Every week, the editors of The Paris Review lift the paywall on a selection of interviews, stories, poems, and more from the magazine’s archive. You can have these unlocked pieces delivered straight to your inbox every Sunday by signing up for the Redux newsletter.
This week, we bring you a memory of Christmas romance in Cape Cod from our 1981 interview with Elizabeth Bishop; Evan S. Connell’s “Cocoa Party,” a short story about a graduate-student holiday party; and Diane di Prima’s “Rondeau for the Yule.”
Elizabeth Bishop, The Art of Poetry No. 27
Issue no. 80 (Spring 1981)
Was your adolescence a calmer time?
I was very romantic. I once walked from Nauset Light—I don’t think it exists anymore—which is the beginning of the elbow [of Cape Cod], to the tip, Provincetown, all alone. It took me a night and a day. I went swimming from time to time but at that time the beach was absolutely deserted. There wasn’t anything on the back shore, no buildings.
How old would you have been?
Seventeen or eighteen. That’s why I’d never go back—because I can’t bear to think of the way it is now … I haven’t been to Nantucket since—well, I hate to say. My senior year at college I went there for Christmas with my then boyfriend. Nobody knew we were there. It was this wonderful, romantic trip. We went the day after Christmas and stayed for about a week. It was terribly cold but beautiful. We took long walks on the moors. We stayed at a very nice inn and we thought that probably the landlady would throw us out (we were very young and this kind of thing wasn’t so common then). We had a bottle of sherry or something innocent like that. On New Year’s Eve about ten o’clock there was a knock on the door. It was our landlady with a tray of hot grogs! She came in and we had the loveliest time. She knew the people who ran the museum and they opened it for us. There are a couple of wonderful museums there.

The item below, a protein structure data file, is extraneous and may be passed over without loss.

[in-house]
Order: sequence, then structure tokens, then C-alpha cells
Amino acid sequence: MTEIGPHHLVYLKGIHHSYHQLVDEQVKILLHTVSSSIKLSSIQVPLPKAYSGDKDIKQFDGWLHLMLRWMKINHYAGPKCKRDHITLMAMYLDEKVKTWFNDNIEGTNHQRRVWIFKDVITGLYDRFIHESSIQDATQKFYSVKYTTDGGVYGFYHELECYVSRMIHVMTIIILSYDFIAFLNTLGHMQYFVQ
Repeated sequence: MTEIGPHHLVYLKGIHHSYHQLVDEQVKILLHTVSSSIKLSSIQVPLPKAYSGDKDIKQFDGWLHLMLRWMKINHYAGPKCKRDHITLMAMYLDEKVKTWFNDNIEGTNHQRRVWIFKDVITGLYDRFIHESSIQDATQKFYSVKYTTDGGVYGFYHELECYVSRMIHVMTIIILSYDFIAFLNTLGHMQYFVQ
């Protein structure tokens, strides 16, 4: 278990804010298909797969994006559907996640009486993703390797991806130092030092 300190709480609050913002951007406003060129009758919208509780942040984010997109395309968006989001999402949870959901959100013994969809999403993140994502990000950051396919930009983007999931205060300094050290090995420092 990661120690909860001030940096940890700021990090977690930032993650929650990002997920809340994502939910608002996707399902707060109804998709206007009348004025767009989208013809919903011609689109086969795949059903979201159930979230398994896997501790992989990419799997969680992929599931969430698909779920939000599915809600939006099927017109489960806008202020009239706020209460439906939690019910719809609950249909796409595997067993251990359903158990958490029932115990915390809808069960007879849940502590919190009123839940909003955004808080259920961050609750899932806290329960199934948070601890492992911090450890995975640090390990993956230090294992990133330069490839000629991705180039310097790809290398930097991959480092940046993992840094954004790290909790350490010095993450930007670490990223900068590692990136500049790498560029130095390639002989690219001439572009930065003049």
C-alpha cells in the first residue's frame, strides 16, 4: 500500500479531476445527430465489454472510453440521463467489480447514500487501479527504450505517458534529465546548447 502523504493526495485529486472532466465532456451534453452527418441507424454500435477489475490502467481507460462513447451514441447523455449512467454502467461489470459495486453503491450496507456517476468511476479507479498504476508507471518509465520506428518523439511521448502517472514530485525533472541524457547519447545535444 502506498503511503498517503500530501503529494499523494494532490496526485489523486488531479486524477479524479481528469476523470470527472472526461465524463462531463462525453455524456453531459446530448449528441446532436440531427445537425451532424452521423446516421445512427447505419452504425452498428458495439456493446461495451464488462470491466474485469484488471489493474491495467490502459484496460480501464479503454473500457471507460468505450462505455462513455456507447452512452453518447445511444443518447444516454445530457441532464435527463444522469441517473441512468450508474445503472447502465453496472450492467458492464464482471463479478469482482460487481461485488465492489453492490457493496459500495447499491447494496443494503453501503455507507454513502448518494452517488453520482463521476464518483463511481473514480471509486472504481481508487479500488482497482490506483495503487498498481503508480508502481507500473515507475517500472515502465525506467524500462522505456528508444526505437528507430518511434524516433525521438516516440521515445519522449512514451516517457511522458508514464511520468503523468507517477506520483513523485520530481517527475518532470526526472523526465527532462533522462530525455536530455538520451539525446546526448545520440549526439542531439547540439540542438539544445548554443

“Cocoa Party,” by Evan S. Connell
Issue no. 3 (Spring 1953)
The day before the beginning of one Christmas vacation, for example, Dr. Locke bought a tin of cocoa and two boxes of petit fours and rented a phonograph with some records. Then he typed on one of his file cards and thumbtacked to the bulletin board an invitation for all students with marks of C or better to attend a party in the office when they finished class. Not many students accepted the invitation. He sat in his swivel chair behind the desk, his lips counting the young people as they entered, and there was absolutely no expression on his face …
“Rondeau for the Yule,” by Diane di Prima
Issue no. 39 (Fall 1966)
There are Xmas decorations in the windows.
Four Christmases ago or the summer before
and mostly ephemeral.
The seasons roll over it
flattening it out.
Still, a flicker of interest: what a funny hat
You’re wearing …
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